Darwin’s parents had once lived in the penthouse, but they saw the starvation coming and the more they voiced their opinions the further down the skyscraper they seemed to fall. After his parents passed away, Darwin continued his parent’s fight, his subversive views causing him to plummet down the Skyscraper to the very lowest floors.
A sharp cracking noise forced Darwin to turn his attention out of the window. The Skyscraper he had been watching earlier pitching forward into the dry earth. As its face hit the ground shards of stone and rubble shattered into the air. The noise was like an explosion and enough to rattle the windows of Darwin’s apartment. A bloom of dust and smoke soon completely engulfed the Skyscraper as its body continued to crumple into the ground.
A wave of dust billowed into the air and a red cloud replaced the blue sky. Darwin walked over to the window with his mouth ajar. All of those people. He thought. Probably as many as eight hundred residents and they would all be dead. The residents needed the Skyscrapers as much as the Skyscrapers needed the residents. When the dust finally cleared there was only a pile of debris.
A tear ran down Darwin’s cheek. He knew that it was just a matter of time before the Skyscraper he lived in died too. What was wrong with the residents? How could they be so blind?
 
Darwin refilled his drink and stared at the rubble of the recently fallen Skyscraper. His head filled with images of his parents desperate pleas to the other residents. His eloquent Mother being shouted down by the ignorant mob. His proud father trying to quiet the crowd. That was the day they had been evicted from the penthouse. He remembered his mother carefully unpacking her beautiful dinner plates and exhibiting them on the cabinet he still had in his small living room. It was one of the only possessions he still had of his parents and several times he had come close to selling it just to feed himself. But instead he went hungry. He looked at the plates and thought how lucky he was to not sell them. The food would long ago have been eaten and he would now have nothing.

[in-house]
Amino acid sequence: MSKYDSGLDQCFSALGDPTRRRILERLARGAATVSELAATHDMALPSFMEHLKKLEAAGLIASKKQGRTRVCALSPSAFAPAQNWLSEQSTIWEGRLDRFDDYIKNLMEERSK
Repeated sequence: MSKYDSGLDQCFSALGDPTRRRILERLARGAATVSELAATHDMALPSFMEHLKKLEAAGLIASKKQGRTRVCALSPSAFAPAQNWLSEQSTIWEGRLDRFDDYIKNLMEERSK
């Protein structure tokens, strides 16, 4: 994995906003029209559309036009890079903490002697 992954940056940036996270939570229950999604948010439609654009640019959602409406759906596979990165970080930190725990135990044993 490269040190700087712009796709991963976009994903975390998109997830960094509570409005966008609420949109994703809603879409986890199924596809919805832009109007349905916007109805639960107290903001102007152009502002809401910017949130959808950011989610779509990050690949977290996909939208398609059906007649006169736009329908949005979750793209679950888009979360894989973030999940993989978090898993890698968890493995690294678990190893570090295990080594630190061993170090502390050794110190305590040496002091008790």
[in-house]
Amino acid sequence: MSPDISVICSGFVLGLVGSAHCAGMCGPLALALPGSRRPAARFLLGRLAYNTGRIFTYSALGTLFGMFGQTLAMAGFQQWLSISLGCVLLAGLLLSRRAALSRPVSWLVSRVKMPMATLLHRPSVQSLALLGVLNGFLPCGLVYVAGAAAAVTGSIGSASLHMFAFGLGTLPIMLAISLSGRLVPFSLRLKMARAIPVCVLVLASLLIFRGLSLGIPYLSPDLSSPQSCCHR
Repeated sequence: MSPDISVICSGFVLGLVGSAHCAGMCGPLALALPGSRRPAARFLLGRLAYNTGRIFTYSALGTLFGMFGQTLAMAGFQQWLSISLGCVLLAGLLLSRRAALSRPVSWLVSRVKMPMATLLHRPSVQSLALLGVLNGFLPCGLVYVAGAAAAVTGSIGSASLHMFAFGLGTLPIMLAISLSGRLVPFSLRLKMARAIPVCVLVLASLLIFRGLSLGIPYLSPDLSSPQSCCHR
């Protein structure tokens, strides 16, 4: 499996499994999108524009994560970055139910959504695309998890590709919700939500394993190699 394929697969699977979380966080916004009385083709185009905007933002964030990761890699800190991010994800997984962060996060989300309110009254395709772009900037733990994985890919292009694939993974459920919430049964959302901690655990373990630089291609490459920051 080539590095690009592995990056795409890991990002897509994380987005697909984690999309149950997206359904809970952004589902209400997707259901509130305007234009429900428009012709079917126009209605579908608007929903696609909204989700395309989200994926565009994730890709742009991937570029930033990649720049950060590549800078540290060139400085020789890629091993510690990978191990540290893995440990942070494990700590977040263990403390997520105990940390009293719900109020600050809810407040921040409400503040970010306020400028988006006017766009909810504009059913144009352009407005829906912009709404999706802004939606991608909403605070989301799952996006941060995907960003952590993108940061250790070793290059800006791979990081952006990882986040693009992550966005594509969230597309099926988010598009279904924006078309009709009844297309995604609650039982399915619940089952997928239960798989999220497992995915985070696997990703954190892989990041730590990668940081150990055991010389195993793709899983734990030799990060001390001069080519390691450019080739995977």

Darwin had emptied the best part of a whole bottle when there was a loud knock at the door. The only time he had knocks at the door seemed to be when he was being relocated to another floor. After his insistence that they leave the valley he presumed that he was about to be moved down to the second floor. He didn’t mind so much, he had become quite accustomed to the smaller rooms of the lower levels. Each floor having slightly smaller apartments than those on the floor above.
Again, there was a loud wrap on the door.
“OK, OK.” He said as he stood to answer the door. He staggered a little as he made his way to the door and steadied himself for a second to clear his head.
As Darwin opened the door the Mayor nearly fell into his apartment trying to knock on a door that was no longer there.
“Mayor Lynch! I do apologize. Come in, come in.” Darwin stammered to the Mayor, who was already in.
While Darwin fussed about trying to pull up a chair for the Mayor, the Mayor took in his apartment in one quick glance and grimaced.
“Darwin my boy. I don’t get down to the lower floors very often… It’s quaint, yes very quaint.” The Mayor said as though he had eaten something that tasted dreadful. “Darwin, you have been like a son to me. And as you know I was very close to your parents.” Neither of these things were even remotely true. In fact the Mayor had almost single handedly been responsible for the demise of Darwin’s parents.
The Mayor plonked down in the chair Darwin had found and he waved away the two very large men who were standing in Darwin’s doorway.
“My boy, once again you have disappointed with your nonsense about leaving the valley.” The Mayor shook his head as though Darwin was a naughty puppy who had pooped on the carpet.
“You’re such a bright young man Darwin. Why do you insist on trying to make me look bad?” Darwin went to speak but was cut off. “I could use a man like you in my team. You see, I am thinking of leading our Skyscraper and our residents… never mind, I was wondering what information you have to back up your ramblings. Do you have any evidence that anything exists outside of our valley?” The Mayor asked.